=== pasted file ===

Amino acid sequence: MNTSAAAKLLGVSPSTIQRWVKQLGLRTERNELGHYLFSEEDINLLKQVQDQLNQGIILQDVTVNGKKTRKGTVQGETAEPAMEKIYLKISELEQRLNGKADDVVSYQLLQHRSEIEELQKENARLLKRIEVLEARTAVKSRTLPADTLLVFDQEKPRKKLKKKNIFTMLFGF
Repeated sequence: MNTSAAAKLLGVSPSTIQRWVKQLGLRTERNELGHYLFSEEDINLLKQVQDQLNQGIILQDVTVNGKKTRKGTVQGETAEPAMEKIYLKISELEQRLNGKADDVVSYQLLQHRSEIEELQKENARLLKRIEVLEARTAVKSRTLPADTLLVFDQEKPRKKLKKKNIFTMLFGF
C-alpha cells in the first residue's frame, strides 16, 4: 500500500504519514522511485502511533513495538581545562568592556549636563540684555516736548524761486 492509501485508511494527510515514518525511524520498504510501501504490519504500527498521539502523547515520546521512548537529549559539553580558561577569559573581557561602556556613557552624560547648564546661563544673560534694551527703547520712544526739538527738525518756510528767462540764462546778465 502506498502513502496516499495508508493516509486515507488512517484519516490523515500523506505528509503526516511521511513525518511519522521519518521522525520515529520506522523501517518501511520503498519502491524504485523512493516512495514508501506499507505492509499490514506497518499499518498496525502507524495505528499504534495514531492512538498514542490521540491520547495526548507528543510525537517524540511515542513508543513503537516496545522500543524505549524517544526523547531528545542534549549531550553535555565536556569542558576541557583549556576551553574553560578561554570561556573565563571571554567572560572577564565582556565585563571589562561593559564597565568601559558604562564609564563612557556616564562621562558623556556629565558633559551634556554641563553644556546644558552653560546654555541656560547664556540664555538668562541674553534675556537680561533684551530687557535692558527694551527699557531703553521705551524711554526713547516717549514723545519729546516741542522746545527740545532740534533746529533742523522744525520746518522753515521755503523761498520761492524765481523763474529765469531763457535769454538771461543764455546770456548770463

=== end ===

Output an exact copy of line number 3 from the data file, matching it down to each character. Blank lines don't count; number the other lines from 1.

C-alpha cells in the first residue's frame, strides 16, 4: 500500500504519514522511485502511533513495538581545562568592556549636563540684555516736548524761486 492509501485508511494527510515514518525511524520498504510501501504490519504500527498521539502523547515520546521512548537529549559539553580558561577569559573581557561602556556613557552624560547648564546661563544673560534694551527703547520712544526739538527738525518756510528767462540764462546778465 502506498502513502496516499495508508493516509486515507488512517484519516490523515500523506505528509503526516511521511513525518511519522521519518521522525520515529520506522523501517518501511520503498519502491524504485523512493516512495514508501506499507505492509499490514506497518499499518498496525502507524495505528499504534495514531492512538498514542490521540491520547495526548507528543510525537517524540511515542513508543513503537516496545522500543524505549524517544526523547531528545542534549549531550553535555565536556569542558576541557583549556576551553574553560578561554570561556573565563571571554567572560572577564565582556565585563571589562561593559564597565568601559558604562564609564563612557556616564562621562558623556556629565558633559551634556554641563553644556546644558552653560546654555541656560547664556540664555538668562541674553534675556537680561533684551530687557535692558527694551527699557531703553521705551524711554526713547516717549514723545519729546516741542522746545527740545532740534533746529533742523522744525520746518522753515521755503523761498520761492524765481523763474529765469531763457535769454538771461543764455546770456548770463